It is, however, more of a man’s world at the American Meteorological Society, where women hold only 21% of the AMS seals of approval in the U.S.—and a scant 14% of the more rigorous certi! cations for AMS broadcast meteorologist.
No one is quite sure why there’s such a large drop-off among women going from college to the workaday weather world at TV stations. Some cite the increased presence of the Weather Channel, which employs a number of high-profile weather women; of the 32 network personalities featured on weather.com, a dozen (38%)—including big names like Stephanie Abrams and Crystal Egger—are female. Several sources say the cable channel, a unit of NBC Universal, offers a more predictable work schedule than local TV, making it ideal for women who double as primary caregivers.
“We are fortunate to have some of the most talented women in broadcast meteorology on our air, and you can find them across our schedule,” says Bob Walker, executive VP of marketing, cross-platform development and programming for the Weather Channel. “All of our most-watched shows feature female meteorologists.”
Some industry watchers believe the maledominated world of weather on TV stations perpetuates itself, creating roadblocks for female advancement for years to come. Young girls don’t see many females doing weather on television, or they see the under-certified “weather girls” from the days of yore. Many young women with TV-career dreams, seeing limited role models in weather, instead aspire to be news anchors.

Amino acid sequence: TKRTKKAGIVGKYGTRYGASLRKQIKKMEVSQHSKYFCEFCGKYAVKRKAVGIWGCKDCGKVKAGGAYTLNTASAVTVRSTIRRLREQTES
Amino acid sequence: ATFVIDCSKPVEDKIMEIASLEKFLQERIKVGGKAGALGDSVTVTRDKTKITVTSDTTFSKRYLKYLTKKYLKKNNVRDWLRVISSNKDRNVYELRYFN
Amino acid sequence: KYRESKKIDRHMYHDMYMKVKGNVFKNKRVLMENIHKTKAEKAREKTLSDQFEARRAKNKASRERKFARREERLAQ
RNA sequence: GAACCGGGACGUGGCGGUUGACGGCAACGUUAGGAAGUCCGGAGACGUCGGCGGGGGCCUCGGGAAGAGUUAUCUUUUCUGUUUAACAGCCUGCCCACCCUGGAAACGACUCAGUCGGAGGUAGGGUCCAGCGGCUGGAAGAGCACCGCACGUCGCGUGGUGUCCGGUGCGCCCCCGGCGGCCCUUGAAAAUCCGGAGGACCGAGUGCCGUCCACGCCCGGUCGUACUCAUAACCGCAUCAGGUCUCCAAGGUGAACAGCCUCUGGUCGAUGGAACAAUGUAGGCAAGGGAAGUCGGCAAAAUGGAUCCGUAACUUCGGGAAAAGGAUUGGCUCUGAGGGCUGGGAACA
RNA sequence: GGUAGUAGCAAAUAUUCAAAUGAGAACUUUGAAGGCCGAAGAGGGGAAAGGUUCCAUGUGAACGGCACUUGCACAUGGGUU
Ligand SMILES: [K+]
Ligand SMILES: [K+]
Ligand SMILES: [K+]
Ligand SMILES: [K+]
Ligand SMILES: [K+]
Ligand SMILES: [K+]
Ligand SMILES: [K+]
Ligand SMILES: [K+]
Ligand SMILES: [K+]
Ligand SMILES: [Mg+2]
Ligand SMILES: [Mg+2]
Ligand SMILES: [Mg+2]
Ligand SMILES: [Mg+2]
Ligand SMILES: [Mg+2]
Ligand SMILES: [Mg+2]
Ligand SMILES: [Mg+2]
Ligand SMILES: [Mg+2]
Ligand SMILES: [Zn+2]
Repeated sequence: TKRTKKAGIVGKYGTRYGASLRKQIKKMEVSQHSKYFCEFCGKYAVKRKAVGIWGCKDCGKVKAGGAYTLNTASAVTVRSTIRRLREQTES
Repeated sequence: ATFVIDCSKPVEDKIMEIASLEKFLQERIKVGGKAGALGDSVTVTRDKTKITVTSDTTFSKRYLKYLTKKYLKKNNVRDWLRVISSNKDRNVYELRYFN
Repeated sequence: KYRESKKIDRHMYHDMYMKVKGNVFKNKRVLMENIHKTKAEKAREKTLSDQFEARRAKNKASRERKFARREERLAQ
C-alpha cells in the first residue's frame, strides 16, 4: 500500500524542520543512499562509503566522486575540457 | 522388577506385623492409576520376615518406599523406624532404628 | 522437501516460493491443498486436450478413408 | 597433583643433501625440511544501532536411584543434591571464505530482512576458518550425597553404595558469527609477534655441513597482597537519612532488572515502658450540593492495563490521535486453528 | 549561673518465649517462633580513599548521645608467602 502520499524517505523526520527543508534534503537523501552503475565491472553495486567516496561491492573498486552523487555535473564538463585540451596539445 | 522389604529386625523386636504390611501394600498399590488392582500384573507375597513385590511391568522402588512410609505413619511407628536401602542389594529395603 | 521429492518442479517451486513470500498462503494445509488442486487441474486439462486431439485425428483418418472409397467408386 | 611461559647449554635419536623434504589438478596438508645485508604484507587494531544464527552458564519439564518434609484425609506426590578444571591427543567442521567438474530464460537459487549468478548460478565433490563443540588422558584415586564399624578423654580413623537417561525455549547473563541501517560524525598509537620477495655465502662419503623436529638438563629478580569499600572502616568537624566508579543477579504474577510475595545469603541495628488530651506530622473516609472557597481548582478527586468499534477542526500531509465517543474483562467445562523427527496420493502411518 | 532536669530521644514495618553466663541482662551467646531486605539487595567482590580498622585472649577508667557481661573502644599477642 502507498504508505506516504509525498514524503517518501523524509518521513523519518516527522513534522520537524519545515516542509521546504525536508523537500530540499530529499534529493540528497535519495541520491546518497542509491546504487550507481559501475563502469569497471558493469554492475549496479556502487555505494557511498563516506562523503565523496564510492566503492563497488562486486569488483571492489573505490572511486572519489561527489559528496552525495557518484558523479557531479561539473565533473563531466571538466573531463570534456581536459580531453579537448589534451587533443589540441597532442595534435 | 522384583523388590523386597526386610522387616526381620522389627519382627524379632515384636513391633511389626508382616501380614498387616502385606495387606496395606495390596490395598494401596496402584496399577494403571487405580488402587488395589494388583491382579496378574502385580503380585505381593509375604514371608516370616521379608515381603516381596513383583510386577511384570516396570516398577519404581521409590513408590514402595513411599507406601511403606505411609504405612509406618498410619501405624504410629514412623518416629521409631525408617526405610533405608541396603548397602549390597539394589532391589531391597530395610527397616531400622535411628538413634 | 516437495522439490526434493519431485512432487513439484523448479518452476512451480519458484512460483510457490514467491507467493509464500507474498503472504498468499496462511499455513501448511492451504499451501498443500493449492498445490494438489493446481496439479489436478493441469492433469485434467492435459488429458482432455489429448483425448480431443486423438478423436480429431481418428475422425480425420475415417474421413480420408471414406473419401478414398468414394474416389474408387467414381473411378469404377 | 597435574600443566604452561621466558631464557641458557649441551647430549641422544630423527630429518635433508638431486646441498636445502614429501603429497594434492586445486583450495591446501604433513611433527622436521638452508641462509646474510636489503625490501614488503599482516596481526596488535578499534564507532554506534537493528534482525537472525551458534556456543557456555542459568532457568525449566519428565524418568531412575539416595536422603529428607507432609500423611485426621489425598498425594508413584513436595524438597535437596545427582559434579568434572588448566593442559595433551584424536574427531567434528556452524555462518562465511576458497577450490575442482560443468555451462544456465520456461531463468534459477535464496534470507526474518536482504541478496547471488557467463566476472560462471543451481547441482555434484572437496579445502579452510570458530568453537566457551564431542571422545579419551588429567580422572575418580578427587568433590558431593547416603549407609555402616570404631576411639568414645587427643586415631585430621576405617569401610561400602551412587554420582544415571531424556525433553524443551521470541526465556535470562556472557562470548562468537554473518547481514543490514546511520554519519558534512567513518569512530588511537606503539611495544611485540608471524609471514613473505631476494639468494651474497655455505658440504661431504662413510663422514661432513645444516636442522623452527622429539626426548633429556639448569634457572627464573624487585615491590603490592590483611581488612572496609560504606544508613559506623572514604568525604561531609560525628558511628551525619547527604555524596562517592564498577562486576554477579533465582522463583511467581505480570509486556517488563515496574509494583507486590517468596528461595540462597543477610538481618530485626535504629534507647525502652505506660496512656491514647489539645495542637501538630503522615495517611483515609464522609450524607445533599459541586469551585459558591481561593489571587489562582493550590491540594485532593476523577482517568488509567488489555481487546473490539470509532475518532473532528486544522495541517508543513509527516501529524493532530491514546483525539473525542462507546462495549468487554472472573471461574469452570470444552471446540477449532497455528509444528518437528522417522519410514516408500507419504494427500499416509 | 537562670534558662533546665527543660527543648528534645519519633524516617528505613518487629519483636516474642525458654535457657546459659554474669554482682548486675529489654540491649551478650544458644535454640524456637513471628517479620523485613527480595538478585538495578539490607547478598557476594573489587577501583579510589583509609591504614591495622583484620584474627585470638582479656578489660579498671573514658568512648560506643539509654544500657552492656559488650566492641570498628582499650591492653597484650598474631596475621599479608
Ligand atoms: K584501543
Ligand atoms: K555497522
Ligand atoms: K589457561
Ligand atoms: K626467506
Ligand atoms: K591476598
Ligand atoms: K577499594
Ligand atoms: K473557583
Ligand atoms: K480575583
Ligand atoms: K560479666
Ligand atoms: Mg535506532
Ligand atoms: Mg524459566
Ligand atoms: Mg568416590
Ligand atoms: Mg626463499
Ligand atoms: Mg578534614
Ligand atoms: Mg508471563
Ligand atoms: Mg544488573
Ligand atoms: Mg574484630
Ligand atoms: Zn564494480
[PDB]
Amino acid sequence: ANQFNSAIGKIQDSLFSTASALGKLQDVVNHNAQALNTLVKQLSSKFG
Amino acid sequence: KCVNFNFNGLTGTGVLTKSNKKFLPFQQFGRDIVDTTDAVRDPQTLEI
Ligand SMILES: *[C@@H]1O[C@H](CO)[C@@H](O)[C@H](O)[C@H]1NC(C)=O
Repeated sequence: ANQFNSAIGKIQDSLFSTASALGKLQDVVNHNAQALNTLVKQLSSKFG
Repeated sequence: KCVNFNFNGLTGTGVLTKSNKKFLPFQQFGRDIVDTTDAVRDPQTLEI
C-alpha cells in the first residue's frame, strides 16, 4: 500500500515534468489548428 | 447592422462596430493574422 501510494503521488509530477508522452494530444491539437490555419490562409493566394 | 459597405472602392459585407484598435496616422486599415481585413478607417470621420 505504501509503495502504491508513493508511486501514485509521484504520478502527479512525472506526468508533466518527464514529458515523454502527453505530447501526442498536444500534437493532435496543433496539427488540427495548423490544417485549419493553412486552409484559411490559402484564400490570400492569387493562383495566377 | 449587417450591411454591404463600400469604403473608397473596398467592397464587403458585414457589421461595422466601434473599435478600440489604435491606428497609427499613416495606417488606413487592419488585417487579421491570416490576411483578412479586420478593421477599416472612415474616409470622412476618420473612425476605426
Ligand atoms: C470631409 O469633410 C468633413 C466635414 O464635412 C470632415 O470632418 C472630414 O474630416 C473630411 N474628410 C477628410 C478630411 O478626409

And women frequently find themselves stuck behind a long-tenured male in a station’s weather department. When that man finally retires, the news director will likely hire another male to keep the all-important gender balance on the weather team intact. “It’s hard to break in for women in a lot of markets,” says Sandra Connell, president of recruiting agency Talent Dynamics. “If you have a big weather guy at one station who has the market covered for severe weather, it’s just hard to compete for women—or anybody.”
Those Who Made the Grade
The contingent of female chief meteorologists around the country includes Huff, WWOR New York’s Audrey Puente, KCTV Kansas City’s Katie Horner, KSDK St. Louis’ Cindy Preszler, WFLD Chicago’s Amy Freeze and WDSU New Orleans’ Margaret Orr. Kendra Kent is actually one of two female chief meteorologists in Greenville-Spartanburg, S.C., along with WSPA’s Christy Henderson.
More typically, women hold far less in" uential roles in local TV weather. Many present weather on the growing local morning programs, where a “perky” personality is often a bigger prerequisite than a meteorological degree. Kent estimates that as many as 70% of women in local TV weather work in the early a.m. hours, as opposed to the so-called newscasts of record.